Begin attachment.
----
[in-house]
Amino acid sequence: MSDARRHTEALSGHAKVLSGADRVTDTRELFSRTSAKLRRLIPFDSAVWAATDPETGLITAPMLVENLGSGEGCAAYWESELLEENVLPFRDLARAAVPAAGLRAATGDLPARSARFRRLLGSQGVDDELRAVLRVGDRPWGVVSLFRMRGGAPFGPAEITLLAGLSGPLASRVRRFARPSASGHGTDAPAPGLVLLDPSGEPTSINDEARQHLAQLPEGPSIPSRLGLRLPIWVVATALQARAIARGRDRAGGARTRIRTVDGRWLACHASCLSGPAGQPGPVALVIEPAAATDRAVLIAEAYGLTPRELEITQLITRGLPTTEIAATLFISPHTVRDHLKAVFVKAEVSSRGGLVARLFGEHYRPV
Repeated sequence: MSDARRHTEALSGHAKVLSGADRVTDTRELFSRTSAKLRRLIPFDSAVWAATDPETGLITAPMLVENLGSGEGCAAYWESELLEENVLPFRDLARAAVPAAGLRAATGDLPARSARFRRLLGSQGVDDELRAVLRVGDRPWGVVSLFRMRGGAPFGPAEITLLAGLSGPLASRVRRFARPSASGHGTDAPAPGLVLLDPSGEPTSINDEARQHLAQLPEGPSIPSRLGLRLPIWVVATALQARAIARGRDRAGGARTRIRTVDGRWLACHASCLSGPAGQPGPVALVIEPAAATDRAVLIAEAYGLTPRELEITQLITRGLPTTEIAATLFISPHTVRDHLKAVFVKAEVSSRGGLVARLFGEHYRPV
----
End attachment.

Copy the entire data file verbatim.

[in-house]
Amino acid sequence: MSDARRHTEALSGHAKVLSGADRVTDTRELFSRTSAKLRRLIPFDSAVWAATDPETGLITAPMLVENLGSGEGCAAYWESELLEENVLPFRDLARAAVPAAGLRAATGDLPARSARFRRLLGSQGVDDELRAVLRVGDRPWGVVSLFRMRGGAPFGPAEITLLAGLSGPLASRVRRFARPSASGHGTDAPAPGLVLLDPSGEPTSINDEARQHLAQLPEGPSIPSRLGLRLPIWVVATALQARAIARGRDRAGGARTRIRTVDGRWLACHASCLSGPAGQPGPVALVIEPAAATDRAVLIAEAYGLTPRELEITQLITRGLPTTEIAATLFISPHTVRDHLKAVFVKAEVSSRGGLVARLFGEHYRPV
Repeated sequence: MSDARRHTEALSGHAKVLSGADRVTDTRELFSRTSAKLRRLIPFDSAVWAATDPETGLITAPMLVENLGSGEGCAAYWESELLEENVLPFRDLARAAVPAAGLRAATGDLPARSARFRRLLGSQGVDDELRAVLRVGDRPWGVVSLFRMRGGAPFGPAEITLLAGLSGPLASRVRRFARPSASGHGTDAPAPGLVLLDPSGEPTSINDEARQHLAQLPEGPSIPSRLGLRLPIWVVATALQARAIARGRDRAGGARTRIRTVDGRWLACHASCLSGPAGQPGPVALVIEPAAATDRAVLIAEAYGLTPRELEITQLITRGLPTTEIAATLFISPHTVRDHLKAVFVKAEVSSRGGLVARLFGEHYRPV